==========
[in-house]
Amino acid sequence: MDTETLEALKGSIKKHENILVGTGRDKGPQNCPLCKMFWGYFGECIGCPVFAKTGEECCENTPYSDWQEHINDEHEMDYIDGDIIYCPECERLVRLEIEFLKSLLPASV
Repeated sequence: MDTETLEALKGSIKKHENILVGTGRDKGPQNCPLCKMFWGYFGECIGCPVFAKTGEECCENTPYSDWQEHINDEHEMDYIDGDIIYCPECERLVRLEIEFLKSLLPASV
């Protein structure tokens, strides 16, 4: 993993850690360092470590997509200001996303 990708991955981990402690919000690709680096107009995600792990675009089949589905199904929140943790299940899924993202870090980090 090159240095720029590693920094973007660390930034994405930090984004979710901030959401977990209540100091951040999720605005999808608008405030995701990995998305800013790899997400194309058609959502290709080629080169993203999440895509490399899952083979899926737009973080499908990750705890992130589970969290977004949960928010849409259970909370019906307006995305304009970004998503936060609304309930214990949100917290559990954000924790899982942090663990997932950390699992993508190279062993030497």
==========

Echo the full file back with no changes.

[in-house]
Amino acid sequence: MDTETLEALKGSIKKHENILVGTGRDKGPQNCPLCKMFWGYFGECIGCPVFAKTGEECCENTPYSDWQEHINDEHEMDYIDGDIIYCPECERLVRLEIEFLKSLLPASV
Repeated sequence: MDTETLEALKGSIKKHENILVGTGRDKGPQNCPLCKMFWGYFGECIGCPVFAKTGEECCENTPYSDWQEHINDEHEMDYIDGDIIYCPECERLVRLEIEFLKSLLPASV
């Protein structure tokens, strides 16, 4: 993993850690360092470590997509200001996303 990708991955981990402690919000690709680096107009995600792990675009089949589905199904929140943790299940899924993202870090980090 090159240095720029590693920094973007660390930034994405930090984004979710901030959401977990209540100091951040999720605005999808608008405030995701990995998305800013790899997400194309058609959502290709080629080169993203999440895509490399899952083979899926737009973080499908990750705890992130589970969290977004949960928010849409259970909370019906307006995305304009970004998503936060609304309930214990949100917290559990954000924790899982942090663990997932950390699992993508190279062993030497």